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Gut hormone PYY3-36 physiologically inhibits food intake


Food intake is regulated by the hypothalamus, including the melanocortin and neuropeptide Y (NPY) systems in the arcuate nucleus1. The NPY Y2 receptor (Y2R), a putative inhibitory presynaptic receptor, is highly expressed on NPY neurons2 in the arcuate nucleus, which is accessible to peripheral hormones3. Peptide YY3-36 (PYY3-36), a Y2R agonist4, is released from the gastrointestinal tract postprandially in proportion to the calorie content of a meal5,6,7. Here we show that peripheral injection of PYY3-36 in rats inhibits food intake and reduces weight gain. PYY3-36 also inhibits food intake in mice but not in Y2r-null mice, which suggests that the anorectic effect requires the Y2R. Peripheral administration of PYY3-36 increases c-Fos immunoreactivity in the arcuate nucleus and decreases hypothalamic Npy messenger RNA. Intra-arcuate injection of PYY3-36 inhibits food intake. PYY3-36 also inhibits electrical activity of NPY nerve terminals, thus activating adjacent pro-opiomelanocortin (POMC) neurons8. In humans, infusion of normal postprandial concentrations of PYY3-36 significantly decreases appetite and reduces food intake by 33% over 24 h. Thus, postprandial elevation of PYY3-36 may act through the arcuate nucleus Y2R to inhibit feeding in a gut–hypothalamic pathway.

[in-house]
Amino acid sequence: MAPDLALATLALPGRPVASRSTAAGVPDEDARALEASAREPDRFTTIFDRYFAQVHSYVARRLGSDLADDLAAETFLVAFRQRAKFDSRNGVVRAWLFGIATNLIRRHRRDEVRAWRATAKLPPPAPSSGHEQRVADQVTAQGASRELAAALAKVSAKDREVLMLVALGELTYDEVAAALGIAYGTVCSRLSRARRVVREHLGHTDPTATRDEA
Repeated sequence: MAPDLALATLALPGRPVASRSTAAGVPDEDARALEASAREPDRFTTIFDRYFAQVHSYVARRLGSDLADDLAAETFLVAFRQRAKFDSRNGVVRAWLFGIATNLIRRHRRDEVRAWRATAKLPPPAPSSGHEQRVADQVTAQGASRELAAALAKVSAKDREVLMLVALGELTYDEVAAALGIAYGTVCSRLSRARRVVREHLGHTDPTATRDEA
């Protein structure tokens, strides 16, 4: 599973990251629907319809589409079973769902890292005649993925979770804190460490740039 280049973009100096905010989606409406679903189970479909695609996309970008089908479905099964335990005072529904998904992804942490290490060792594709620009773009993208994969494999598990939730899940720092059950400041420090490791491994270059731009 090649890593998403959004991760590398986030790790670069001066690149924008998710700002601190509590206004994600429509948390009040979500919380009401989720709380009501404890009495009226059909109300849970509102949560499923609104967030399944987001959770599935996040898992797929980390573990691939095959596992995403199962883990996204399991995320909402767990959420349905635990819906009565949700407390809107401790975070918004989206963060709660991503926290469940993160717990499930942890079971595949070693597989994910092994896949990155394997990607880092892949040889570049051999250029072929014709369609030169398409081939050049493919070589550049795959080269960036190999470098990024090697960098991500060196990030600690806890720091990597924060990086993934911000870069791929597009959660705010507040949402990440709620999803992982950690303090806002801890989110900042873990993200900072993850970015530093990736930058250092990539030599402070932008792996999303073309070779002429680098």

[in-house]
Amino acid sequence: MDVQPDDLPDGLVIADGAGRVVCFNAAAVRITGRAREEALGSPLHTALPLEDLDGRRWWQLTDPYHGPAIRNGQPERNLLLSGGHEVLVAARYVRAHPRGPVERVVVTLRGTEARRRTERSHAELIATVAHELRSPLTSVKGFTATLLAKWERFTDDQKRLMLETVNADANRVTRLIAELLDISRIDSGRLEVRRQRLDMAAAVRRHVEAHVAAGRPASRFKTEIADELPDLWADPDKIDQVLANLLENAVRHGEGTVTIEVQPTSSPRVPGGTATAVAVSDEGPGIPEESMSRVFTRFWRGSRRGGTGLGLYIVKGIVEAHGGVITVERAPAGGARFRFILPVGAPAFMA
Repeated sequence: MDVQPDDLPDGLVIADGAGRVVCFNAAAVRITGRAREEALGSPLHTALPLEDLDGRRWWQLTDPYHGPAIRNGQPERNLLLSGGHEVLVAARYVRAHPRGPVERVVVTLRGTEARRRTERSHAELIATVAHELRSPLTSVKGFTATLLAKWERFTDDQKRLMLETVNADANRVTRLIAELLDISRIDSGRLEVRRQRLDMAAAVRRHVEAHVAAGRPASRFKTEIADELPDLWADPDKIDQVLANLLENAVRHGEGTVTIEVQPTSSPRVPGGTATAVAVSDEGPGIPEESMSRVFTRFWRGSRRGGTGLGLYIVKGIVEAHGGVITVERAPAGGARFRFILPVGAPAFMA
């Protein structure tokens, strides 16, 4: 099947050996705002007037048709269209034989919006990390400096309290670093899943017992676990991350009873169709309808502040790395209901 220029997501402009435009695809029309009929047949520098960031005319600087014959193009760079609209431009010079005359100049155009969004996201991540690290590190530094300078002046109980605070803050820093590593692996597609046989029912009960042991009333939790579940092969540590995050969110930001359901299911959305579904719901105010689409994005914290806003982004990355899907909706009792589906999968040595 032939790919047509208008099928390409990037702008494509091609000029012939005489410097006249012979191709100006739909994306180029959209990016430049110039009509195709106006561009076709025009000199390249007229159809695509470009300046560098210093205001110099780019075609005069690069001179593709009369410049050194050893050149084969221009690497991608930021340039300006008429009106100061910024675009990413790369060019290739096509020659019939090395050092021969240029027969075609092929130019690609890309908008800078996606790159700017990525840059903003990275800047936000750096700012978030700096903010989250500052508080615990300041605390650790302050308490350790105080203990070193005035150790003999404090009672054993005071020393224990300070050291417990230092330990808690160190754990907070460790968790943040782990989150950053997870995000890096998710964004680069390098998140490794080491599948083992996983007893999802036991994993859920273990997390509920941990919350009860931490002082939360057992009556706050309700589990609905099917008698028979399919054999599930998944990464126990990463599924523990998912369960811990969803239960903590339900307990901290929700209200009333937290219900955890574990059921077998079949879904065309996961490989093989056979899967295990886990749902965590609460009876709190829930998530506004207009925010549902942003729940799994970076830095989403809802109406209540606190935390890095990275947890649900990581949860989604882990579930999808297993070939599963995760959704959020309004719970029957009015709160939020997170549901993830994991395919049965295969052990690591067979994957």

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Figure 1: Feeding response to PYY3-36 in rats and c-Fos expression in PomcEGFP mice.
Figure 2: Feeding effects of intra-arcuate injection of PYY3-36 in rats and of i.p. PYY3-36 in Y2r-null mice.
Figure 3: Electrophysiological and neuropeptide responses to PYY3-36 and Y2A.
Figure 4: Effect of PYY3-36 infusion on appetite and food intake in humans.


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We thank D. Withers, J. Gardiner, J. Smart, D. Morgan, A. Sainsbury, J. Brundage, J. Williams, K. Takahashi, K. Grove, A. Kennedy, H. Cox and the Hammersmith hypothalamic team for assistance; and G. Williams for providing the antibody to NPY.

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Correspondence to Stephen R. Bloom.

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Batterham, R., Cowley, M., Small, C. et al. Gut hormone PYY3-36 physiologically inhibits food intake. Nature 418, 650–654 (2002).

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